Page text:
Monday, September 01, 2008

The Importance of Health Care in Elections

This past weekend, my little brother had his 12th birthday party. My family came over and it was a good chance to catch up with some aunts, uncles and cousins I hadn't seen in a few months. In any event, none of them are particularly political, but they all know I'm obsessed with politics... so I always get to hear about their latest thoughts coming from the perspective of an average, apolitical voter.

In any event, I had an extraordinarily interesting conversation with a particular non-political and nonpartisan aunt. Because this election is so historical and different than in the past, she actually watched Obama's speech. I'm sure she'll watch McCain's, too. Out of all the things Obama said and did, the one thing that really grabbed her was his discussion about his mother and health care.

Obama's mother had to fight and bicker with her health insurance company every step of the way to get her treatment for cancer. That's something millions of Americans can relate to, no matter the party ID or voter frequency, my aunt included. My uncle, her husband, had to get shoulder surgery a few years ago. Everything seemed to go well and, for several months, it seemed like he went through a full recovery.

Another few months, though, and the story changed. Soon, his shoulder started to be painful. Soon after that, he had difficulty moving it. It got to the point where he couldn't raise his arm at all.

In a normal health care system, doctors would aggressively try to solve the problem. Not here. It's not the doctors, that's for sure - they want to make good decisions for their patients. It's good for business. It's because of the health insurance company they had.

The startling thing is they had what they thought was good health insurance - my uncle, like many in my family, is a teacher. With a union. With bargaining power. Compared to most of America, my uncle's insurance is the Ritz Carlton of HMOs. You'd think getting treatment would be easy. You'd think wrong. Like Obama's mother, my aunt and uncle had to fight every step of the way to get treatment. After months and months of tests and doctor visits, each one a battle to even get (while watching his arm become more painful and useless), my uncle finally figured out what the problem was. He had a bacteria growing, very likely from his previous surgery.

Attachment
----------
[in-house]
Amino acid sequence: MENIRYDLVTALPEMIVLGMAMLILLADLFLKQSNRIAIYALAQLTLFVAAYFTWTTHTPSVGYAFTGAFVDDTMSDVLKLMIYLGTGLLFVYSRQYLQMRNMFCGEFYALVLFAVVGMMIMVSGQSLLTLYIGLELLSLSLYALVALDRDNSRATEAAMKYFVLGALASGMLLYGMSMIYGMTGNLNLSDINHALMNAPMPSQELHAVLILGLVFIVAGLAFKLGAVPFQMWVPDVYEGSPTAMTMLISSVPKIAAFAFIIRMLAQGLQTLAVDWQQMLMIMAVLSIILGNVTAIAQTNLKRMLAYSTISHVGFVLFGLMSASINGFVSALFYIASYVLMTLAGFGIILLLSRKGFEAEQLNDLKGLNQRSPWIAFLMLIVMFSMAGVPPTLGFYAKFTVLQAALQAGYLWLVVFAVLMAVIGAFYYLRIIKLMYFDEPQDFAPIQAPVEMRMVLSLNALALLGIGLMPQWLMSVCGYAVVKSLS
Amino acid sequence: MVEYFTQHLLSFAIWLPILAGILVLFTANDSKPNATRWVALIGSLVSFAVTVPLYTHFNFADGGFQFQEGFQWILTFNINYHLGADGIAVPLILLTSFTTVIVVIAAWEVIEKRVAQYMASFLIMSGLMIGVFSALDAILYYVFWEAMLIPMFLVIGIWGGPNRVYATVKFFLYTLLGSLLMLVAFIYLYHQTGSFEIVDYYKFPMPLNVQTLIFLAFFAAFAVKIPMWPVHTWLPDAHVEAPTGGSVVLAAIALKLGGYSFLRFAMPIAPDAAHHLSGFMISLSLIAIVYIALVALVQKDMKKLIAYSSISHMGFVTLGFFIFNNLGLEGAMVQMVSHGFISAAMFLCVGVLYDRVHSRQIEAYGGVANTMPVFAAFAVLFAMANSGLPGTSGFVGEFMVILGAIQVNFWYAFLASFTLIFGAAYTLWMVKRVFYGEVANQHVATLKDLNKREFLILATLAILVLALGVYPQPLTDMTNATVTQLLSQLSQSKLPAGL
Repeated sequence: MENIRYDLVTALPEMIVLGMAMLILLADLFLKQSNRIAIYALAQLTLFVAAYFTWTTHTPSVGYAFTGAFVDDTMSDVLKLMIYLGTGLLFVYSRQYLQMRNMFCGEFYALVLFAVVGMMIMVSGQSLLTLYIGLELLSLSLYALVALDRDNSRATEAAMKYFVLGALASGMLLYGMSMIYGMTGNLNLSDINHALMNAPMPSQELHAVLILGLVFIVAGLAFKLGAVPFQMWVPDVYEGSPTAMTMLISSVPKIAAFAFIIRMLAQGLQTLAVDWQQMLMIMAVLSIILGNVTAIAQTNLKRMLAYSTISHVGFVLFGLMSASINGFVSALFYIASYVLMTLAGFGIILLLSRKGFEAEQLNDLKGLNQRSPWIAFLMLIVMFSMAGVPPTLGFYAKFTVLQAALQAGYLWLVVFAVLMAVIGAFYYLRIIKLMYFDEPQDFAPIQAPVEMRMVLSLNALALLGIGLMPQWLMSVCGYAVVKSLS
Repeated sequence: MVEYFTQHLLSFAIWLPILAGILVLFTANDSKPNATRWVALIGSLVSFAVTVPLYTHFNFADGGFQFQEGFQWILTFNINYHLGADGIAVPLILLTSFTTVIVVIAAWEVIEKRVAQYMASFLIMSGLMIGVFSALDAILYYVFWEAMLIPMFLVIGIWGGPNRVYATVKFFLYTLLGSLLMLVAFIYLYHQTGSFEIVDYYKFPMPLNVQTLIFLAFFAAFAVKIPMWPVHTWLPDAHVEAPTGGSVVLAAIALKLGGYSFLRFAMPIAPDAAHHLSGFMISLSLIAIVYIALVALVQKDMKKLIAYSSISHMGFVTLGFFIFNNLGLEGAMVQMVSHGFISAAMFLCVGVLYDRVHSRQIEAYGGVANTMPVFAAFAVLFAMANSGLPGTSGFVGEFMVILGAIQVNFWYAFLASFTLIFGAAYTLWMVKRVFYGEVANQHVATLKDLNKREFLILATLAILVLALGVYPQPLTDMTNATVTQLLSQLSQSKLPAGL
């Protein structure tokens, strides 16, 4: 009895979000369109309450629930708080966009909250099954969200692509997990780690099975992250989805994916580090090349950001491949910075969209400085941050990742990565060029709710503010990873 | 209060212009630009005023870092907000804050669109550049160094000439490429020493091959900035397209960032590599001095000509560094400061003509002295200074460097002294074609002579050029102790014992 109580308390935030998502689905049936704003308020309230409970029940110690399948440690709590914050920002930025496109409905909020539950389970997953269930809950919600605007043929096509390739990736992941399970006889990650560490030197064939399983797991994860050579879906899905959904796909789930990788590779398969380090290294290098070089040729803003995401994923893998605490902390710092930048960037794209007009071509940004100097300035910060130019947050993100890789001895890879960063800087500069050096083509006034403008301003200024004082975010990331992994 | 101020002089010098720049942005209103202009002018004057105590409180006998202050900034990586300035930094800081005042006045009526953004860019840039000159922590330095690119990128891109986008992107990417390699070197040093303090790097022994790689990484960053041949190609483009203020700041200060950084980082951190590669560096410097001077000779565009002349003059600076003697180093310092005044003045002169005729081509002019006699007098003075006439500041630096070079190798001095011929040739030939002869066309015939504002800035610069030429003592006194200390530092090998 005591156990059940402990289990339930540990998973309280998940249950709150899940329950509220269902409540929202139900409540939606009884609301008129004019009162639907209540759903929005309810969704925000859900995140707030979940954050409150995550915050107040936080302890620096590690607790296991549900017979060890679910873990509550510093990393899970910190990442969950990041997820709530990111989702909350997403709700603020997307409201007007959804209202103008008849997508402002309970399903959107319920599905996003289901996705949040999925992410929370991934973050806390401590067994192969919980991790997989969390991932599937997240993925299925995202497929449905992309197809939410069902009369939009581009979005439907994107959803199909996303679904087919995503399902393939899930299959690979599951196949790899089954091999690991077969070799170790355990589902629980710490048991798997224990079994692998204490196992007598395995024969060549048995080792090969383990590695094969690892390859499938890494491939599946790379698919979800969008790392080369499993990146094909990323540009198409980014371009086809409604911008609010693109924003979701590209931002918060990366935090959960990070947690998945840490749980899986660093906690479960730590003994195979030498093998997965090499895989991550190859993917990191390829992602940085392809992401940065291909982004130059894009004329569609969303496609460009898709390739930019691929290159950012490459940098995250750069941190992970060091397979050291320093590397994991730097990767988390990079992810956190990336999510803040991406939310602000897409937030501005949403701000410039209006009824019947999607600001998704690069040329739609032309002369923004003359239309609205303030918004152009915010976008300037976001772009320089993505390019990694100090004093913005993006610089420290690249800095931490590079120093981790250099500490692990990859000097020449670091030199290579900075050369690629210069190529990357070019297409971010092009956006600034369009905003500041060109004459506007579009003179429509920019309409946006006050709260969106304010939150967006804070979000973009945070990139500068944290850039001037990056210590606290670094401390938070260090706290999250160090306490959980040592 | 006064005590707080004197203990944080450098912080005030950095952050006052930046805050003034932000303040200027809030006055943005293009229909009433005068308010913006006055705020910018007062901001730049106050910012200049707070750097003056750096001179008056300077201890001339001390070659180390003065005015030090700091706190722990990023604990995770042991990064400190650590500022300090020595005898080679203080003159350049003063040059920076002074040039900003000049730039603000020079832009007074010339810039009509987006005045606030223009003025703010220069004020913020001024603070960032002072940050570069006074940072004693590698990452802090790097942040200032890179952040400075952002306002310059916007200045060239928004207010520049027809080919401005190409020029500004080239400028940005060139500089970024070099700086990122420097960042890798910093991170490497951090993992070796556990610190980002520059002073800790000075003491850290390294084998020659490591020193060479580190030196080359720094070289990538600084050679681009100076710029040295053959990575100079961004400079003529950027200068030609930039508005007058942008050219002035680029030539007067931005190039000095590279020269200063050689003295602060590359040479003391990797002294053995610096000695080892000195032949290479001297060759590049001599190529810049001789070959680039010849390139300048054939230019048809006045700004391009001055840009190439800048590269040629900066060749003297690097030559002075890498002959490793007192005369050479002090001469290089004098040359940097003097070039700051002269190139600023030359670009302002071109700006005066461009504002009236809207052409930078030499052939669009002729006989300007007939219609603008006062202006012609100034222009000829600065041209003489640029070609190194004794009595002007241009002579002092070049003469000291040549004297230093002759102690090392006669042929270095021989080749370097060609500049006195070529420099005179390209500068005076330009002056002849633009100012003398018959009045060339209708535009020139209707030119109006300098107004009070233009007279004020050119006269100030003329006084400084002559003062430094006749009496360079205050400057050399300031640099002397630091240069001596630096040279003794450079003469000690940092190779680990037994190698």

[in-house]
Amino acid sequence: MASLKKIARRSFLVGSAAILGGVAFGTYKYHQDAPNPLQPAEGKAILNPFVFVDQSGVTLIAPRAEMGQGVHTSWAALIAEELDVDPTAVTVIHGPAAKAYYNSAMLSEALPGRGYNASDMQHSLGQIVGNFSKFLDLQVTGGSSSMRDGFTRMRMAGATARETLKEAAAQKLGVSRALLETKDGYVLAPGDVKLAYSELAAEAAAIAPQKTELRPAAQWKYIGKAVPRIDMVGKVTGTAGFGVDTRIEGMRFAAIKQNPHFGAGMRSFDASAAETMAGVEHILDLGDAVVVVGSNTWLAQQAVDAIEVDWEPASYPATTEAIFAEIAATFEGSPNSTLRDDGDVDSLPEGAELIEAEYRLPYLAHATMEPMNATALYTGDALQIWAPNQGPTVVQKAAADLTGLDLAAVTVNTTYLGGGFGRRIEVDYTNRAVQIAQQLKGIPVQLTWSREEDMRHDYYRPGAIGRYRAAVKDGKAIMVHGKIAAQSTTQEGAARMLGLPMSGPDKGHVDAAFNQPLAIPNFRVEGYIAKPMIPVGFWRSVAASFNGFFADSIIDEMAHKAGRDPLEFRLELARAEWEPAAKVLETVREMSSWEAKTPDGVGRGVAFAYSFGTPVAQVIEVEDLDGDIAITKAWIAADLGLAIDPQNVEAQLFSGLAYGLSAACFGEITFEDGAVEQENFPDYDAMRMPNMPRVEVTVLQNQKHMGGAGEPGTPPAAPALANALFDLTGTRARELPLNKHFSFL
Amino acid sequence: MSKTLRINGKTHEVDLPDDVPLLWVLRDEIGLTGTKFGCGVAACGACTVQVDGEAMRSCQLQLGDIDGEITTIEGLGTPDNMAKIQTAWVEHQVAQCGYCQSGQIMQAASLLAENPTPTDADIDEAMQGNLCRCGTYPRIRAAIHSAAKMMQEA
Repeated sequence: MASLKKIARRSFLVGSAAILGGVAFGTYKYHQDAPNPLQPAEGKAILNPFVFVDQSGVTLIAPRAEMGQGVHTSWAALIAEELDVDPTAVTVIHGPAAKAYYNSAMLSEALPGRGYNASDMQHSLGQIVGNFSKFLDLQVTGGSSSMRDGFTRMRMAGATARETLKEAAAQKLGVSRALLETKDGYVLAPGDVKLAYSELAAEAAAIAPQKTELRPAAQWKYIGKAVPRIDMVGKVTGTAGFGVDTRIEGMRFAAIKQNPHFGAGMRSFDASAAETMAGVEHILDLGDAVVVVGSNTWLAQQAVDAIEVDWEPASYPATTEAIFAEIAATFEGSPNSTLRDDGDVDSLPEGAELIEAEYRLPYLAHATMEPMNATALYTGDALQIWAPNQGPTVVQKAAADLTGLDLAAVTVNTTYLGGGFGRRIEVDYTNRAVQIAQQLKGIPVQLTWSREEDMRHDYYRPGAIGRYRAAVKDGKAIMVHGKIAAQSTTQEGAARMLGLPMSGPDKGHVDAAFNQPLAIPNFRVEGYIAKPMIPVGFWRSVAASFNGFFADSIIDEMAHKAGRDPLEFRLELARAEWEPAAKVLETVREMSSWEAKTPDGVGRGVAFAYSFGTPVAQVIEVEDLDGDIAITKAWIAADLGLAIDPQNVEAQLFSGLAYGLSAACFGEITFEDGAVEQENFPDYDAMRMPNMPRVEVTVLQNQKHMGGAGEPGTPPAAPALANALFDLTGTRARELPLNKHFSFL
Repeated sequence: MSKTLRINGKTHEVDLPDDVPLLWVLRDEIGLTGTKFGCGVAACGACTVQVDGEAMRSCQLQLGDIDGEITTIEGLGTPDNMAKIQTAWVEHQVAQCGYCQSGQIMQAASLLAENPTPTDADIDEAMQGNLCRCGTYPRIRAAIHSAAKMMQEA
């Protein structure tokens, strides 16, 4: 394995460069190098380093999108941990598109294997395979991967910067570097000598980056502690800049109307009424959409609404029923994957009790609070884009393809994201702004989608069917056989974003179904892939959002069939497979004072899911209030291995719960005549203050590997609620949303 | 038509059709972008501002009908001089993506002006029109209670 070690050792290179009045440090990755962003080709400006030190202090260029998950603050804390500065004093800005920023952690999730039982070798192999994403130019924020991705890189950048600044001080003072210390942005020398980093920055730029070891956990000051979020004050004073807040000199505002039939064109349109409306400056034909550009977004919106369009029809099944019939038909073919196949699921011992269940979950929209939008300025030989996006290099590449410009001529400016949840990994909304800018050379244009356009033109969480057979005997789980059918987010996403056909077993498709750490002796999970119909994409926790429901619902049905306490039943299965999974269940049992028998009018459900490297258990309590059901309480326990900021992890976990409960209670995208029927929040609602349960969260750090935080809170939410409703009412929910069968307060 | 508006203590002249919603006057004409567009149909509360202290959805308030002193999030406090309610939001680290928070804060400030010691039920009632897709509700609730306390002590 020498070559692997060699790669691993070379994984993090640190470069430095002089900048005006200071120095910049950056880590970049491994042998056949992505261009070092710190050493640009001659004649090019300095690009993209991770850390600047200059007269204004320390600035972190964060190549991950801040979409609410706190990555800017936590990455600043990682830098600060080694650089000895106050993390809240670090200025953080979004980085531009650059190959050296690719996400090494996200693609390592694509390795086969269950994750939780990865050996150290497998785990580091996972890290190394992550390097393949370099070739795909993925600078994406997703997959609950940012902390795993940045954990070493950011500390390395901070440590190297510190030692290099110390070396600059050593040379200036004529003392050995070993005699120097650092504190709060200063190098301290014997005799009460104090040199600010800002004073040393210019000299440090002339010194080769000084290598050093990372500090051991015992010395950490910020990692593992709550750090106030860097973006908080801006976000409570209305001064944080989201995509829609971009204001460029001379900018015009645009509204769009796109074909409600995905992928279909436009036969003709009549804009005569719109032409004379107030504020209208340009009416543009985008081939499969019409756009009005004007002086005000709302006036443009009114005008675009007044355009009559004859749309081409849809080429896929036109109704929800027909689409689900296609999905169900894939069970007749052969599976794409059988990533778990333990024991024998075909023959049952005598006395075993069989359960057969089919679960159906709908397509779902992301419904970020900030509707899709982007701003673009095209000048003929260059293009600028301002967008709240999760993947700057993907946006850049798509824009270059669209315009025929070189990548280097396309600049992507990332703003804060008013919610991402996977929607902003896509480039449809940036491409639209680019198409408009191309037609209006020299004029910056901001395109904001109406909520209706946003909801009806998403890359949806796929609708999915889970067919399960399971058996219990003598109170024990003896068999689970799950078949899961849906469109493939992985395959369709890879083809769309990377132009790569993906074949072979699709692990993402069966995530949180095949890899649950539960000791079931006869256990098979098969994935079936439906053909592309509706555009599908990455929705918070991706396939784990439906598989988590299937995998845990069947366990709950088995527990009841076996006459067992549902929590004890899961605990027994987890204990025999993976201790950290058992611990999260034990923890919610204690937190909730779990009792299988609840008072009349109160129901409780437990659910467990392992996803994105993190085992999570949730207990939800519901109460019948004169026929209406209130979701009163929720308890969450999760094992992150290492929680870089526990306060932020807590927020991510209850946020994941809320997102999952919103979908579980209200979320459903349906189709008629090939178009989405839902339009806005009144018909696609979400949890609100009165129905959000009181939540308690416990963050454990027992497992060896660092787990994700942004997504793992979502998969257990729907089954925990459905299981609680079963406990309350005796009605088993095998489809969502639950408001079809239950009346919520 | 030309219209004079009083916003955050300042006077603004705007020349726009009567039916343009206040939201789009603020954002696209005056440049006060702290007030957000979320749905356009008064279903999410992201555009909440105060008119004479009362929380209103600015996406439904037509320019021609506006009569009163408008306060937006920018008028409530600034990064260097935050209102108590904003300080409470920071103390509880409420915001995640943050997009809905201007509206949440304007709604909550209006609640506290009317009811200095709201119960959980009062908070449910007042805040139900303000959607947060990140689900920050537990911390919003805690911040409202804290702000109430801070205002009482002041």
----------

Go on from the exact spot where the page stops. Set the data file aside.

All my uncle wanted to do was get it fixed, but the insurance company bickered and fought for months before they finally succumbed and allowed my uncle to get the surgery. This is the kind of story that Obama's tapped into in the lives of Americans everywhere. It's powerful because it's happening to all sorts of people, young and old, rich and poor, Republican and Democrat - and everything in between. It's even happening to people like my uncle, who has been paying through the nose for what he thought was good insurance. Other people may be attracted to different positions - the environment, education, etc., but I think health care is one of the precious few issues that can turn a Republican voter blue. I expect a lot of voters to swing Obama's way come November - and hundreds of thousands of them will do so because they want health care they can count on.


Anonymous said...

could also turn a Democrat red

Ryan Adams said...

a crazy one, maybe.

Anonymous said...